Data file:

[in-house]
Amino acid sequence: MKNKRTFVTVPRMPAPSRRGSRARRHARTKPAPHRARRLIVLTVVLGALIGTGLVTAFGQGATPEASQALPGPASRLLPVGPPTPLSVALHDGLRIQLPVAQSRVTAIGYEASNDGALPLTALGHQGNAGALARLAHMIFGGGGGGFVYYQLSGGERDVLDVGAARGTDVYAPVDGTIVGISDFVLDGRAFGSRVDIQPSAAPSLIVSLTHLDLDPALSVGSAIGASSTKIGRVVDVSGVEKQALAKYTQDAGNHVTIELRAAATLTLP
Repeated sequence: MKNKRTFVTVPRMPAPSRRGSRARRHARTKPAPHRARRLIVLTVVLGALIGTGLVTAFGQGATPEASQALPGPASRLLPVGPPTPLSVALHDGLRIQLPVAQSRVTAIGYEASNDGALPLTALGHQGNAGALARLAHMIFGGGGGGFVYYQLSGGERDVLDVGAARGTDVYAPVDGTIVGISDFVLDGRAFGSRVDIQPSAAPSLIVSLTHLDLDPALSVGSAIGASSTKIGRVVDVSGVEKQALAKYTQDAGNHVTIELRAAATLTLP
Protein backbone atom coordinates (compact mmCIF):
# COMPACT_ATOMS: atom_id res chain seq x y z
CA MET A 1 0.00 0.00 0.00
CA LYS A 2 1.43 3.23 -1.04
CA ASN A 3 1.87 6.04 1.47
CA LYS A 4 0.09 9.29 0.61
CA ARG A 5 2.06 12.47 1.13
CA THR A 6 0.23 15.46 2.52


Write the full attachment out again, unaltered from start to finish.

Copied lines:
[in-house]
Amino acid sequence: MKNKRTFVTVPRMPAPSRRGSRARRHARTKPAPHRARRLIVLTVVLGALIGTGLVTAFGQGATPEASQALPGPASRLLPVGPPTPLSVALHDGLRIQLPVAQSRVTAIGYEASNDGALPLTALGHQGNAGALARLAHMIFGGGGGGFVYYQLSGGERDVLDVGAARGTDVYAPVDGTIVGISDFVLDGRAFGSRVDIQPSAAPSLIVSLTHLDLDPALSVGSAIGASSTKIGRVVDVSGVEKQALAKYTQDAGNHVTIELRAAATLTLP
Repeated sequence: MKNKRTFVTVPRMPAPSRRGSRARRHARTKPAPHRARRLIVLTVVLGALIGTGLVTAFGQGATPEASQALPGPASRLLPVGPPTPLSVALHDGLRIQLPVAQSRVTAIGYEASNDGALPLTALGHQGNAGALARLAHMIFGGGGGGFVYYQLSGGERDVLDVGAARGTDVYAPVDGTIVGISDFVLDGRAFGSRVDIQPSAAPSLIVSLTHLDLDPALSVGSAIGASSTKIGRVVDVSGVEKQALAKYTQDAGNHVTIELRAAATLTLP
Protein backbone atom coordinates (compact mmCIF):
# COMPACT_ATOMS: atom_id res chain seq x y z
CA MET A 1 0.00 0.00 0.00
CA LYS A 2 1.43 3.23 -1.04
CA ASN A 3 1.87 6.04 1.47
CA LYS A 4 0.09 9.29 0.61
CA ARG A 5 2.06 12.47 1.13
CA THR A 6 0.23 15.46 2.52